‘Are not two sparrows sold for a farthing?’ He reminds us. ‘And yet not one of them will fall to the ground without your Father’s leave… Therefore do not be afraid; you are of more value than many sparrows.’ Then there is the beautiful parable of the lilies of the field whose raiment exceeds in beauty the robes of Solomon, and Jesus’ conclusion: ‘How much more you, O you of little faith!’

From His quiet invitation, ‘Come to Me, all you who labour and are burdened, and I will give you rest,’ to His majestic, ‘Behold, I am with you all days, even unto the consummation of the world,’ Jesus keeps appealing for our trust.

Situations which test our confidence in God

We might be tempted to think that our Lord has been unduly repetitious in this matter, except for our own experience. Shamefacedly we have to admit that we still forget His assurances, still burn up an untold amount of nervous energy in unprofitable worry.

All of us are faced, and faced frequently, with situations which test our confidence in God. Some of these anxiety-producers are small ones, others are of major proportion. ‘I really should attend that funeral tomorrow, but if I do how shall I get my washing done?’ ‘I have to give a speech at the meeting and I’m frightened to death. What shall I say?’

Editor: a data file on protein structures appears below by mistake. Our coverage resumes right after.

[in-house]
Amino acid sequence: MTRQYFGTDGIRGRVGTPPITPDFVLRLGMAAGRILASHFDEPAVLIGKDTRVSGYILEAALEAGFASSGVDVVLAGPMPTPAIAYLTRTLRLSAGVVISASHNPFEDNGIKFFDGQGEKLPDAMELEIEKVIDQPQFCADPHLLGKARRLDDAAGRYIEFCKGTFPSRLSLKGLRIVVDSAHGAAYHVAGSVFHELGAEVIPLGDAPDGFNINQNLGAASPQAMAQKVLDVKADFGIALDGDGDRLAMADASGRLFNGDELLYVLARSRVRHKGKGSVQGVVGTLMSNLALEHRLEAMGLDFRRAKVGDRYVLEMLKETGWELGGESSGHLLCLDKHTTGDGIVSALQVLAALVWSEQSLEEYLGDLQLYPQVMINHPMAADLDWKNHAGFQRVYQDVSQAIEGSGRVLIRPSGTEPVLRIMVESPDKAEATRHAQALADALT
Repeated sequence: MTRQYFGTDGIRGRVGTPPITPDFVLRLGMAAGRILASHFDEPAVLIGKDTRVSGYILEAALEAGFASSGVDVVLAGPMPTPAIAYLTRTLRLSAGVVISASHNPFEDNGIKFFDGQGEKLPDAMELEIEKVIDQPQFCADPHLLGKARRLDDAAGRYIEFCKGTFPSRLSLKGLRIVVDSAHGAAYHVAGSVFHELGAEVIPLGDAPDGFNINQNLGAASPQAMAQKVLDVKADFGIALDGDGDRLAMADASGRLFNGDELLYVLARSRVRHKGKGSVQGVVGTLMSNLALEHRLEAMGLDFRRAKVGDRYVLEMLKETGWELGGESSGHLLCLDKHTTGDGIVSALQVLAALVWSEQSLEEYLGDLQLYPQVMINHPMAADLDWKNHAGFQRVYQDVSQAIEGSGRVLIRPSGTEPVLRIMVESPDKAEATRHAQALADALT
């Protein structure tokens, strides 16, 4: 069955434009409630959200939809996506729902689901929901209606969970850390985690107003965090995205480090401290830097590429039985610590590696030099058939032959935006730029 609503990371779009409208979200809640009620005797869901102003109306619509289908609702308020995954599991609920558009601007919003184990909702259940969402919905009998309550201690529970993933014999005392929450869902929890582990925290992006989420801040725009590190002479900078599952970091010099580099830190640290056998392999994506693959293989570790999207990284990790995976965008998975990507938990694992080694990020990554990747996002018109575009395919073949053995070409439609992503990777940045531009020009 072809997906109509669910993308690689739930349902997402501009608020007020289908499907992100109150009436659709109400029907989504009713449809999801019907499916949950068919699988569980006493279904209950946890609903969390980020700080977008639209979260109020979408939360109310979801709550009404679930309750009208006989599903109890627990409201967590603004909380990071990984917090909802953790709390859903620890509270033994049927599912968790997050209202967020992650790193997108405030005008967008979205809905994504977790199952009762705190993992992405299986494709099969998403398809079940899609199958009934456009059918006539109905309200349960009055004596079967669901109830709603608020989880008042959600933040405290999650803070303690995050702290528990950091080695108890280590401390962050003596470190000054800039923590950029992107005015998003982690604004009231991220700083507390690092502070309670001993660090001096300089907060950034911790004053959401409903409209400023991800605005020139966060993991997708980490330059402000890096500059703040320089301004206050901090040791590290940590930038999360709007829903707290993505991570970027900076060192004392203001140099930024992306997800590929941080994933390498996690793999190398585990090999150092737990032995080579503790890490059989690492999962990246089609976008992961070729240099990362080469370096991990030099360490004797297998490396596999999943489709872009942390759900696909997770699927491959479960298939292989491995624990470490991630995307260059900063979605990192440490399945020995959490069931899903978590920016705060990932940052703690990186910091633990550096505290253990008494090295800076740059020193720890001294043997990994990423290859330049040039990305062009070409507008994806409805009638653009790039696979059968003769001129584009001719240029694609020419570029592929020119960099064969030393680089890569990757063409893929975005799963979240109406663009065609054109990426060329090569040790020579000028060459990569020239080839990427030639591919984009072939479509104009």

‘I studied so hard for that exam, and still I flunked it.’ ‘The bills keep piling up. How shall we ever get out of debt?’ ‘If the diagnosis is cancer, how shall I ever bear it? And what will become of my family?’ ‘If I had taken the baby to the doctor sooner, I’m sure she wouldn’t have died.’

Out of all that happens to me God is going to bring good

In these and a million other worries and regrets, there are a few basic facts which we have to keep repeating to ourselves, over and over. God does love me. God does know and God does care what happens to me. Whatever happens to me (my own sins excepted) is God’s permissive will, is part of God’s plan for me and for those who depend on me. Even my mistakes, my well-intentioned mistakes, are a part of His plan.

Out of all that happens to me God is going to bring good; otherwise He would not let it happen. God knows my weaknesses and makes generous allowance for them. All that He asks is that I do my best, however inadequate that best may sometimes seem. When I have done my best, whether the result is success or failure, I can leave it to God to work it into His plan for me. Finally, I can never, never lose when I choose to do God’s will as I see it, no matter what human wisdom may dictate to the contrary.

Inner strength and tranquillity

We must be realistic. Trust in God will not stifle sorrow. It will not eliminate disappointment. It will not still all apprehension. Our emotions are not easily controlled. But trust in God will give us an inner strength and a fundamental tranquillity. Trust in God will keep us from defeatism and despair.”

– Fr Leo J. Trese, 1966

 

 

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JESUS HOLDS THE KEY TO OVERCOMING FEAR

UNTIL WE HAVE FOUND SOMETHING BIG ENOUGH TO DIE FOR, WE DO NOT HAVE ANYTHING TO LIVE FOR.

UNLOCKING THE DOORS OF FEAR, ACTS 2:1-11; JOHN 20:19-23